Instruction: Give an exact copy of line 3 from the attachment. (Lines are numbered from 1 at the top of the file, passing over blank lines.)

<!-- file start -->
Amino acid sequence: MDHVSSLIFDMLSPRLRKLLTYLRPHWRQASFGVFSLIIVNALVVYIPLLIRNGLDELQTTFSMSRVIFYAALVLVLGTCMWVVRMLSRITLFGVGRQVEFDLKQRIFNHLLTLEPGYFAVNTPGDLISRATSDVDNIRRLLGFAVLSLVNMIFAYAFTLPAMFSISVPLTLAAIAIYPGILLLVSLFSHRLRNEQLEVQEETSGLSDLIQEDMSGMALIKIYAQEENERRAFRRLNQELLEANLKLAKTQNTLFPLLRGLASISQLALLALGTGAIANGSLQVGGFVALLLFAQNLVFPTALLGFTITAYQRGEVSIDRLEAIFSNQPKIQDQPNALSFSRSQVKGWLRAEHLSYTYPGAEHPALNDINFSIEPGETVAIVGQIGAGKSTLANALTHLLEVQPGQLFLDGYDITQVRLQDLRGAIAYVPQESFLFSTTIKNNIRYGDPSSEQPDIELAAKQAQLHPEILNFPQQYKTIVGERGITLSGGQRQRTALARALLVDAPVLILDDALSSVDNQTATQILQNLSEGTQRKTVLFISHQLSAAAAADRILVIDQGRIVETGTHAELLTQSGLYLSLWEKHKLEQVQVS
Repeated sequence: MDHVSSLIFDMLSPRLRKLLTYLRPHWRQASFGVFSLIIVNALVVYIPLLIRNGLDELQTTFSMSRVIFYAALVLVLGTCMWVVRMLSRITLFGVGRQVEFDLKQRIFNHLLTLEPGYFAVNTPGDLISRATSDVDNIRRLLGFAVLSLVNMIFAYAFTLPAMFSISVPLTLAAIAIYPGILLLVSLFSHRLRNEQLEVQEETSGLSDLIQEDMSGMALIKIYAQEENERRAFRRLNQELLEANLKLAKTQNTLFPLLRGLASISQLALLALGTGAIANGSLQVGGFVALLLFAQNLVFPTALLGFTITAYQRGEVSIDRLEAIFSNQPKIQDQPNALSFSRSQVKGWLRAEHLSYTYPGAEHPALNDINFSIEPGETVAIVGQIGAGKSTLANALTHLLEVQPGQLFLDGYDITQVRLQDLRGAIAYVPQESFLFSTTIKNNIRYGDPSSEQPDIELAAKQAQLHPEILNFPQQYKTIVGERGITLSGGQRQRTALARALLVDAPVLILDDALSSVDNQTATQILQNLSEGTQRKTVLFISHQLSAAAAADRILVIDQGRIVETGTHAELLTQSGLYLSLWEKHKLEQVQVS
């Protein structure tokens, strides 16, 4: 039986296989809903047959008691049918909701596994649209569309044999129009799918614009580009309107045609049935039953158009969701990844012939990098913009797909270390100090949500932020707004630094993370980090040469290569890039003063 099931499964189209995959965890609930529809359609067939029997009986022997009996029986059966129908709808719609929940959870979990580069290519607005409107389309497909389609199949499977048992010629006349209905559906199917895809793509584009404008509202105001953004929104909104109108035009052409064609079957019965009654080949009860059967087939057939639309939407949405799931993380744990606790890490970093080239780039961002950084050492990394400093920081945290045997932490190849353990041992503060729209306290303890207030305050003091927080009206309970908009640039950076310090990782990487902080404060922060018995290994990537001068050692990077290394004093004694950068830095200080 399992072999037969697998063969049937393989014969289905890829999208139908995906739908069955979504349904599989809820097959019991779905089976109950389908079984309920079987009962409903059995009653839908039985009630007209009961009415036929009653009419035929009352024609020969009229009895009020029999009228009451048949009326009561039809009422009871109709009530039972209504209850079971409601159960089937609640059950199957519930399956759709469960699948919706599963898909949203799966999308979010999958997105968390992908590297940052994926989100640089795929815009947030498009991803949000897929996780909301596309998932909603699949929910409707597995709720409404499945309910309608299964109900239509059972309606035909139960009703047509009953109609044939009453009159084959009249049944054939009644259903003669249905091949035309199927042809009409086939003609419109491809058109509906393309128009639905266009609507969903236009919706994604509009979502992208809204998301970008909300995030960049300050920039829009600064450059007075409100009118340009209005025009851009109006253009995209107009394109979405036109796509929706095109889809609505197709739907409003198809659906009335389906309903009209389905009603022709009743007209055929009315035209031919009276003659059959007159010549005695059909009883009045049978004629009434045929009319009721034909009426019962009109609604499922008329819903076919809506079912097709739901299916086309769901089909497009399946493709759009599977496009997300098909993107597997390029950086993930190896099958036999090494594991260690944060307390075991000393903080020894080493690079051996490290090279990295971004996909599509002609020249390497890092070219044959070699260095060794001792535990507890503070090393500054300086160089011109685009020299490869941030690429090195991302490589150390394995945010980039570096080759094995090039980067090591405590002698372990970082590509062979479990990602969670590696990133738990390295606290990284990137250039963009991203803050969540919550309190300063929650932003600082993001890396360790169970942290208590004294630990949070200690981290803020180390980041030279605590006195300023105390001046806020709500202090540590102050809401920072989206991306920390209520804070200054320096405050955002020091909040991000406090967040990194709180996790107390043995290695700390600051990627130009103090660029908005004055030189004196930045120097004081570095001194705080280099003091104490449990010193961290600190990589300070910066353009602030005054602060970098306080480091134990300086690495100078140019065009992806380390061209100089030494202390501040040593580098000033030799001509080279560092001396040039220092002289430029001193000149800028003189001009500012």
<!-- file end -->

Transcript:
């Protein structure tokens, strides 16, 4: 039986296989809903047959008691049918909701596994649209569309044999129009799918614009580009309107045609049935039953158009969701990844012939990098913009797909270390100090949500932020707004630094993370980090040469290569890039003063 099931499964189209995959965890609930529809359609067939029997009986022997009996029986059966129908709808719609929940959870979990580069290519607005409107389309497909389609199949499977048992010629006349209905559906199917895809793509584009404008509202105001953004929104909104109108035009052409064609079957019965009654080949009860059967087939057939639309939407949405799931993380744990606790890490970093080239780039961002950084050492990394400093920081945290045997932490190849353990041992503060729209306290303890207030305050003091927080009206309970908009640039950076310090990782990487902080404060922060018995290994990537001068050692990077290394004093004694950068830095200080 399992072999037969697998063969049937393989014969289905890829999208139908995906739908069955979504349904599989809820097959019991779905089976109950389908079984309920079987009962409903059995009653839908039985009630007209009961009415036929009653009419035929009352024609020969009229009895009020029999009228009451048949009326009561039809009422009871109709009530039972209504209850079971409601159960089937609640059950199957519930399956759709469960699948919706599963898909949203799966999308979010999958997105968390992908590297940052994926989100640089795929815009947030498009991803949000897929996780909301596309998932909603699949929910409707597995709720409404499945309910309608299964109900239509059972309606035909139960009703047509009953109609044939009453009159084959009249049944054939009644259903003669249905091949035309199927042809009409086939003609419109491809058109509906393309128009639905266009609507969903236009919706994604509009979502992208809204998301970008909300995030960049300050920039829009600064450059007075409100009118340009209005025009851009109006253009995209107009394109979405036109796509929706095109889809609505197709739907409003198809659906009335389906309903009209389905009603022709009743007209055929009315035209031919009276003659059959007159010549005695059909009883009045049978004629009434045929009319009721034909009426019962009109609604499922008329819903076919809506079912097709739901299916086309769901089909497009399946493709759009599977496009997300098909993107597997390029950086993930190896099958036999090494594991260690944060307390075991000393903080020894080493690079051996490290090279990295971004996909599509002609020249390497890092070219044959070699260095060794001792535990507890503070090393500054300086160089011109685009020299490869941030690429090195991302490589150390394995945010980039570096080759094995090039980067090591405590002698372990970082590509062979479990990602969670590696990133738990390295606290990284990137250039963009991203803050969540919550309190300063929650932003600082993001890396360790169970942290208590004294630990949070200690981290803020180390980041030279605590006195300023105390001046806020709500202090540590102050809401920072989206991306920390209520804070200054320096405050955002020091909040991000406090967040990194709180996790107390043995290695700390600051990627130009103090660029908005004055030189004196930045120097004081570095001194705080280099003091104490449990010193961290600190990589300070910066353009602030005054602060970098306080480091134990300086690495100078140019065009992806380390061209100089030494202390501040040593580098000033030799001509080279560092001396040039220092002289430029001193000149800028003189001009500012």